The Best Laid Plans

I was to have made my debut as a writer for this web site a few months ago but illness forced me to take some down time. Just when I thought I was back in the saddle or rather, back at the helm, and had begun to pen outlines for a few articles, illness struck yet again – this time with force 10 vengeance. Major surgery interrupted a number of book promotion events, the cancellation of several lifestyle seminars, and a delay in the start of our much anticipated four month cruise. My date with the surgeon also happened to coincide with the date we were to vacant our home in preparation for tenants who were eager to use it as a ski chalet in the ensuing months.

Homeless, hurting (physically), unable to muster up the energy to write, and – of particular importance to me - not able to indulge in my daily exercise fix, could have led to much cussing, bouts of depression, and more than a little frustration and anger. But not even the unexpected assimilation of my husband’s business that began before I was out of the recovery room and the ensuing weeks of negotiations could dampen my spirits. Rather, I reminded myself that there is a reason for all things and when the best laid plans go awry there’s only one thing left to do: execute Plan B. Plan B might be an elaborate, well thought out back-up plan. It can also quite simply entail ‘going with the flow’ and making the best of prevailing circumstances.

Opportunities abound where we least expect them and have the potential to enrich our lives if we accept that there is as much to be gained as there is to be lost when plans are interrupted. Wise cruisers know the importance of embracing Plan B so they’re able to enjoy a few additional days in port waiting for weather rather than hovering miserably over their weather fax hoping for a miracle. And cruising warriors around the world will share their ‘good fortune’ at having to wait four days for the petrol station to replenish its reserves before they could take on diesel; this allowed stragglers in their flotilla to catch up and everyone felt more secure departing together.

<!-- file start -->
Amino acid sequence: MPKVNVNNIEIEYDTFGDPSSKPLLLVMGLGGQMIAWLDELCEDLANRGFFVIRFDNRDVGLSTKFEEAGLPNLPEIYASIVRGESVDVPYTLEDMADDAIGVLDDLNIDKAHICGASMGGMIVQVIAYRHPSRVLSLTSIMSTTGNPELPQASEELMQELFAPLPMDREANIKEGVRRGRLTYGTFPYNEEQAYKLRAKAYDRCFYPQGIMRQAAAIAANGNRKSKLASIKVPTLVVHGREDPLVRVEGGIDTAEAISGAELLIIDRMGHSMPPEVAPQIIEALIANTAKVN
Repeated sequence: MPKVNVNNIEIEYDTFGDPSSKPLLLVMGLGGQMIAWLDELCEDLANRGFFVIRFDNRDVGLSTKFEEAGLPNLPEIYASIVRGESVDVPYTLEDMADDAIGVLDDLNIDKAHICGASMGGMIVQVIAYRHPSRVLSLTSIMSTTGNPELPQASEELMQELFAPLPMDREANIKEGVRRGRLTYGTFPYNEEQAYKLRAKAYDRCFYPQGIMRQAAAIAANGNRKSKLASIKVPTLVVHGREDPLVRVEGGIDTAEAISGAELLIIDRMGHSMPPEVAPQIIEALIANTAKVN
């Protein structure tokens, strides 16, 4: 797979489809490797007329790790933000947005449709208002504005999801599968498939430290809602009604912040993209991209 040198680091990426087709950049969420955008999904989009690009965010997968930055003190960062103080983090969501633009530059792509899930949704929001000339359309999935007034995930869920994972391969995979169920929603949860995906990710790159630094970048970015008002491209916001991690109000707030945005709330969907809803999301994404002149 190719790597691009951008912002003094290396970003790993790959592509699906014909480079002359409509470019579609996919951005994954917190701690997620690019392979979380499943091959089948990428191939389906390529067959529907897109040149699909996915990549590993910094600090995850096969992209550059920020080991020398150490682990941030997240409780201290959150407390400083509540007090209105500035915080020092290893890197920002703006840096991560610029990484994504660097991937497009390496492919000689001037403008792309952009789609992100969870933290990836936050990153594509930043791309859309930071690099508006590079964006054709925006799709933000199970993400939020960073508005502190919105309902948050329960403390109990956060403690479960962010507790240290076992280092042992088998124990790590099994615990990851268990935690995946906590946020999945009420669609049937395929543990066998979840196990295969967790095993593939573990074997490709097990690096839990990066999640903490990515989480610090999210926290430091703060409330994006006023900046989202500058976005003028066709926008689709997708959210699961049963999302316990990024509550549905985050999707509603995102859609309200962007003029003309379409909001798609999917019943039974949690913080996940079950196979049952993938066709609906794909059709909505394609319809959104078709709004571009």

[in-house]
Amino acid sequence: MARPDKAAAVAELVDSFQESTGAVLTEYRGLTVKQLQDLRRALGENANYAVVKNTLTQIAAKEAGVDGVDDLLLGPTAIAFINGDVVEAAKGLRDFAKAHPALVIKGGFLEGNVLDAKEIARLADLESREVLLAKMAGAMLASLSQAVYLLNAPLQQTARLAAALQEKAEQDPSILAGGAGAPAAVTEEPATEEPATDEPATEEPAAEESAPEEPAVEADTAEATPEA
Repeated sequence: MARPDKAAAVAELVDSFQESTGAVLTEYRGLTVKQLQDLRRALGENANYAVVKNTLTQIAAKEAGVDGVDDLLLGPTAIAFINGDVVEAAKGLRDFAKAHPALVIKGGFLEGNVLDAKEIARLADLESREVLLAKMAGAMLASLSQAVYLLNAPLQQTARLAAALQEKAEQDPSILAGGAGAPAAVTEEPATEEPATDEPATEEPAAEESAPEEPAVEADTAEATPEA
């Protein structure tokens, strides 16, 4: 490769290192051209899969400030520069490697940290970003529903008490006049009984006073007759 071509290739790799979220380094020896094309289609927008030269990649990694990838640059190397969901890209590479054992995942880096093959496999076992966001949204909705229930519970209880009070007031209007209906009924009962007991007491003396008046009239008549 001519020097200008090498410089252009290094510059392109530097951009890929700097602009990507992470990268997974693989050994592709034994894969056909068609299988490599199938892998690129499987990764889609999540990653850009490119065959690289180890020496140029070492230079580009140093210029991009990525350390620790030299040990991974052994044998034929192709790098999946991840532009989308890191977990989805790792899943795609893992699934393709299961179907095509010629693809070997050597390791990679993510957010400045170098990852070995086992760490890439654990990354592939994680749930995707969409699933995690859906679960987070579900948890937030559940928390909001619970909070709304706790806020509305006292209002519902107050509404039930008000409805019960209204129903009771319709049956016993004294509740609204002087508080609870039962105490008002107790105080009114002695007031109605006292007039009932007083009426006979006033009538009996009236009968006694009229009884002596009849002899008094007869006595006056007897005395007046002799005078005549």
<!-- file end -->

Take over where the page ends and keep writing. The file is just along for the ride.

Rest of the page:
Living with my husband’s mother for several weeks while I convalesced strengthened our friendship and filled me with renewed respect and admiration for a woman I’m proud to refer to as one of my best friends. Restricted physical activity has provide me with far more than time to read at my leisure; I find myself reflecting on how I’ve been living my life and considering how I might want to make changes. Had we returned to our S/V in the Caribbean on schedule we would have been trying to negotiate a business deal from afar and something that important demands in-person attention. And, while I’m normally adverse to life in a slip, a few more weeks of recuperation necessitates this stability. We’re renewing acquaintances with islanders we’ll soon be leaving behind indefinitely, and using this time to check and double-check our vessels systems in preparation for our upcoming voyage.

Illness has a way of changing the course of our lives sometimes only briefly and other times in ways that are more profound and long-term. I count the days until I’m once again able to dinghy to a deserted beach to run at dawn, and paddle my kayak to the mouth of a serene anchorage to watch the sun rise. I’m also taking advantage of these few remaining days of down time to ponder how I will implement changes so I that the frenzied pace which characterized my life in the months prior to my illness become a thing of the past. And, for a short while longer I’m delighting in long leisurely mornings on deck with a book in one hand and a latté in the other with nothing more than the rattle of the rigging to distract me.

There are times in all of our lives when we need to remember that while we can’t change the direction or the force of the wind, we can adjust our sails or change our course. In doing so, we have the potential to experience a different but equally rewarding journey when the best of plans go awry.